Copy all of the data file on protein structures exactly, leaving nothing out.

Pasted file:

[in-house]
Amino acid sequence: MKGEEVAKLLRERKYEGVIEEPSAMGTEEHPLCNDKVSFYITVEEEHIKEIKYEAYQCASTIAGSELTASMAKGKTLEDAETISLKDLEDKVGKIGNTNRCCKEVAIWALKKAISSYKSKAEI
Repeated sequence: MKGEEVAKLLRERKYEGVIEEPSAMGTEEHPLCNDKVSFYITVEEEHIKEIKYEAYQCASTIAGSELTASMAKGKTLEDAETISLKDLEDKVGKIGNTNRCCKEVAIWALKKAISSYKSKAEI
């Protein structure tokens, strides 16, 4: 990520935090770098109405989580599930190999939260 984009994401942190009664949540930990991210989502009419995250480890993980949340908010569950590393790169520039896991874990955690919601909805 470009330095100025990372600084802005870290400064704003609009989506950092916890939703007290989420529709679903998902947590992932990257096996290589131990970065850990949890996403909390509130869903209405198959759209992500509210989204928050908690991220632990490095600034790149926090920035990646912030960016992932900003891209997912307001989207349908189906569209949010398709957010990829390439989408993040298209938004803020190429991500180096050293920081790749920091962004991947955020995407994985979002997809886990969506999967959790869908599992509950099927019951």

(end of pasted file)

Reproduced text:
[in-house]
Amino acid sequence: MKGEEVAKLLRERKYEGVIEEPSAMGTEEHPLCNDKVSFYITVEEEHIKEIKYEAYQCASTIAGSELTASMAKGKTLEDAETISLKDLEDKVGKIGNTNRCCKEVAIWALKKAISSYKSKAEI
Repeated sequence: MKGEEVAKLLRERKYEGVIEEPSAMGTEEHPLCNDKVSFYITVEEEHIKEIKYEAYQCASTIAGSELTASMAKGKTLEDAETISLKDLEDKVGKIGNTNRCCKEVAIWALKKAISSYKSKAEI
């Protein structure tokens, strides 16, 4: 990520935090770098109405989580599930190999939260 984009994401942190009664949540930990991210989502009419995250480890993980949340908010569950590393790169520039896991874990955690919601909805 470009330095100025990372600084802005870290400064704003609009989506950092916890939703007290989420529709679903998902947590992932990257096996290589131990970065850990949890996403909390509130869903209405198959759209992500509210989204928050908690991220632990490095600034790149926090920035990646912030960016992932900003891209997912307001989207349908189906569209949010398709957010990829390439989408993040298209938004803020190429991500180096050293920081790749920091962004991947955020995407994985979002997809886990969506999967959790869908599992509950099927019951």